Al Hassan was a member of Ansar Eddine, an Islamist group seeking to impose Islamic law across the country. Alongside Tuareg rebels and other jihadist groups including Al Qaida in the Islamic Maghreb, they launched an offensive on northern Mali and took control of Timbutku between April 2012 and January 2013.
During this period, Islamist armed groups imposed a strict application of Sharia law. Men and women were not allowed to talk to each other outside of their families, music was forbidden, and shopkeepers were arrested and tortured for possessing tobacco. Jihadists imposed cruel punishments including public flogging and amputation. While these practices and destruction of mausoleums have caught the world’s attention, sexual crimes have been kept secret because of the stigma and the cultural taboo attached to them.
Women of Timbuktu were sexually harassed, forcibly married and raped. Women who were not fully covered were commonly harassed and beaten on the street by members of the Islamic Police or the so-called morality police, the Hisbah. They chased and arrested people considered not in compliance with Sharia law. During their detention at the police station, women were routinely tortured, sexually abused and in some cases raped. Armed men controlling the city also kidnapped women after allegedly “marrying” them, detained them in their homes or abandoned houses to rape them repeatedly, and sometimes gang raped them.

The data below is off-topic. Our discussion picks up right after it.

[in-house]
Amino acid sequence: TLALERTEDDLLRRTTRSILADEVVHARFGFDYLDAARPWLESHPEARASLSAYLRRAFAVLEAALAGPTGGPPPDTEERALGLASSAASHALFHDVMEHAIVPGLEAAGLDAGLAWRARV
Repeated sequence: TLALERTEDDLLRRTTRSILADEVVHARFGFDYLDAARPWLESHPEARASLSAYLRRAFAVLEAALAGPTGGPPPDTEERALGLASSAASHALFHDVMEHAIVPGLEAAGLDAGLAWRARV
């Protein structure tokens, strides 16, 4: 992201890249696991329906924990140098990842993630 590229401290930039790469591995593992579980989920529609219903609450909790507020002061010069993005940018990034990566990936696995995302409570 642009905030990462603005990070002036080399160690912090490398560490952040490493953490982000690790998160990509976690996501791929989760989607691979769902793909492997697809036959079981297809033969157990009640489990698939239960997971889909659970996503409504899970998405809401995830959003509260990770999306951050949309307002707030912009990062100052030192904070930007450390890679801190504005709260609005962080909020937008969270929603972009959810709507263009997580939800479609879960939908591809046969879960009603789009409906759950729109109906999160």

Al Hassane was one of the chiefs of the Islamic police during the take-over of Timbuktu. He was thus one of the top four commanders in charge of enforcing rules in the city and maintaining order – including by ruling on potential abuses committed by members of armed groups. According to the Prosecution, Al Hassane was also “involved in the work of the Islamic court in Timbuktu and participated in executing its decisions”. He also “participated in the policy of forced marriages”.